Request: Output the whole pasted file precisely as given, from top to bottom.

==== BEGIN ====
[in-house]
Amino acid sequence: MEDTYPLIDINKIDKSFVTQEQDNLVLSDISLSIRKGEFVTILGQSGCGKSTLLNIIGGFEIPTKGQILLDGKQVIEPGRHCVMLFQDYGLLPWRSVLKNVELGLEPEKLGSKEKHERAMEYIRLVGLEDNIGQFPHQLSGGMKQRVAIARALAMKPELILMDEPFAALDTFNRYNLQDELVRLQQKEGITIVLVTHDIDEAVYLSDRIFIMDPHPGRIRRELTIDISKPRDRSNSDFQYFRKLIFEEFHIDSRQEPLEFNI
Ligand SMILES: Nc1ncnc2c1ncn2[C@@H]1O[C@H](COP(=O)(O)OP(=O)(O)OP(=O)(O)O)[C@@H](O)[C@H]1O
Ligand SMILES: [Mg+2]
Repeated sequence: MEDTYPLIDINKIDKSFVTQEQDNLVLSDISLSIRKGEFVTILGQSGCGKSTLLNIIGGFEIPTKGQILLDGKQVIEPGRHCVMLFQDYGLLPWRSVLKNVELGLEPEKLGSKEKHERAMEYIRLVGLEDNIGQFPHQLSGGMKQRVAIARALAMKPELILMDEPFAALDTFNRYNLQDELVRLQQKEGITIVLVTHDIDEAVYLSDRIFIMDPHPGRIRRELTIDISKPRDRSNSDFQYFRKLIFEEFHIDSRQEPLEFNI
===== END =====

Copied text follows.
[in-house]
Amino acid sequence: MEDTYPLIDINKIDKSFVTQEQDNLVLSDISLSIRKGEFVTILGQSGCGKSTLLNIIGGFEIPTKGQILLDGKQVIEPGRHCVMLFQDYGLLPWRSVLKNVELGLEPEKLGSKEKHERAMEYIRLVGLEDNIGQFPHQLSGGMKQRVAIARALAMKPELILMDEPFAALDTFNRYNLQDELVRLQQKEGITIVLVTHDIDEAVYLSDRIFIMDPHPGRIRRELTIDISKPRDRSNSDFQYFRKLIFEEFHIDSRQEPLEFNI
Ligand SMILES: Nc1ncnc2c1ncn2[C@@H]1O[C@H](COP(=O)(O)OP(=O)(O)OP(=O)(O)O)[C@@H](O)[C@H]1O
Ligand SMILES: [Mg+2]
Repeated sequence: MEDTYPLIDINKIDKSFVTQEQDNLVLSDISLSIRKGEFVTILGQSGCGKSTLLNIIGGFEIPTKGQILLDGKQVIEPGRHCVMLFQDYGLLPWRSVLKNVELGLEPEKLGSKEKHERAMEYIRLVGLEDNIGQFPHQLSGGMKQRVAIARALAMKPELILMDEPFAALDTFNRYNLQDELVRLQQKEGITIVLVTHDIDEAVYLSDRIFIMDPHPGRIRRELTIDISKPRDRSNSDFQYFRKLIFEEFHIDSRQEPLEFNI